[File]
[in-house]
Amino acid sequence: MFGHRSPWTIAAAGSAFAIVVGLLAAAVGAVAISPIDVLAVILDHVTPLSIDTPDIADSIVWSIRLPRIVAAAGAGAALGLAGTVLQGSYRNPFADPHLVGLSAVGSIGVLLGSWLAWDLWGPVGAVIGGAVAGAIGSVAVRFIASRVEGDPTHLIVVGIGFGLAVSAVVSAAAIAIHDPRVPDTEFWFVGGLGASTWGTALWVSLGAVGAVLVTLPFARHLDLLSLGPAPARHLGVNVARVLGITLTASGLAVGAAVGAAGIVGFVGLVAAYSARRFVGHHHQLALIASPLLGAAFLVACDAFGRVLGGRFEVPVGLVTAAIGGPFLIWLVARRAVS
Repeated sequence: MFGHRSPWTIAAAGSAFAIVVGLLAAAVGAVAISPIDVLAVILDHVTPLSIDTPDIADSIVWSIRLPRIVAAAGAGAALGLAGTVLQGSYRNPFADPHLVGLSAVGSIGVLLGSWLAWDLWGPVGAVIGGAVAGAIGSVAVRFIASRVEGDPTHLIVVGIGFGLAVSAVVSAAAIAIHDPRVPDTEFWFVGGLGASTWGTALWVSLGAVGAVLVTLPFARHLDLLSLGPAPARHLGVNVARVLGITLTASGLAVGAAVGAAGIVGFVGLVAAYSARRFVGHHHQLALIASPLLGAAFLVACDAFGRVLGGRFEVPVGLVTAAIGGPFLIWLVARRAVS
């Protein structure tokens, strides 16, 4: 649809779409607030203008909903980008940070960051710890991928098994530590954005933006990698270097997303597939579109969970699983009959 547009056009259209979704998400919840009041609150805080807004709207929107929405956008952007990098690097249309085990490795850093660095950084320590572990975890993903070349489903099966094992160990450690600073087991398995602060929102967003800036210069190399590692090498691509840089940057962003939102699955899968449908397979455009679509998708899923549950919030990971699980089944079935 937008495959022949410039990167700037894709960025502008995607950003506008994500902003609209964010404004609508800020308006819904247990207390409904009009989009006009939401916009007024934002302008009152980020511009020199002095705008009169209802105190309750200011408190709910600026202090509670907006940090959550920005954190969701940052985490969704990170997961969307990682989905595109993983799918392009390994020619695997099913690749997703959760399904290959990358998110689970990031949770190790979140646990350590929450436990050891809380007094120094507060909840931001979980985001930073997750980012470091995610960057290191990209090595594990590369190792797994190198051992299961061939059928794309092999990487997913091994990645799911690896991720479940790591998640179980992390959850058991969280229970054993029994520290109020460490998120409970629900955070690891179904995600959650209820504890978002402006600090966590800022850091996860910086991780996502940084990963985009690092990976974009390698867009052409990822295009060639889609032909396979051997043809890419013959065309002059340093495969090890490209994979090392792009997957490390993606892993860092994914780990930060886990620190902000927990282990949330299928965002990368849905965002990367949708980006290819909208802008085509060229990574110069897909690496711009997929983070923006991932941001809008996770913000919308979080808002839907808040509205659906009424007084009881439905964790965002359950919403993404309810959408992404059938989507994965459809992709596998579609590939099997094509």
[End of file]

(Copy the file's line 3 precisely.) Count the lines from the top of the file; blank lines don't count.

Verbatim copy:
Repeated sequence: MFGHRSPWTIAAAGSAFAIVVGLLAAAVGAVAISPIDVLAVILDHVTPLSIDTPDIADSIVWSIRLPRIVAAAGAGAALGLAGTVLQGSYRNPFADPHLVGLSAVGSIGVLLGSWLAWDLWGPVGAVIGGAVAGAIGSVAVRFIASRVEGDPTHLIVVGIGFGLAVSAVVSAAAIAIHDPRVPDTEFWFVGGLGASTWGTALWVSLGAVGAVLVTLPFARHLDLLSLGPAPARHLGVNVARVLGITLTASGLAVGAAVGAAGIVGFVGLVAAYSARRFVGHHHQLALIASPLLGAAFLVACDAFGRVLGGRFEVPVGLVTAAIGGPFLIWLVARRAVS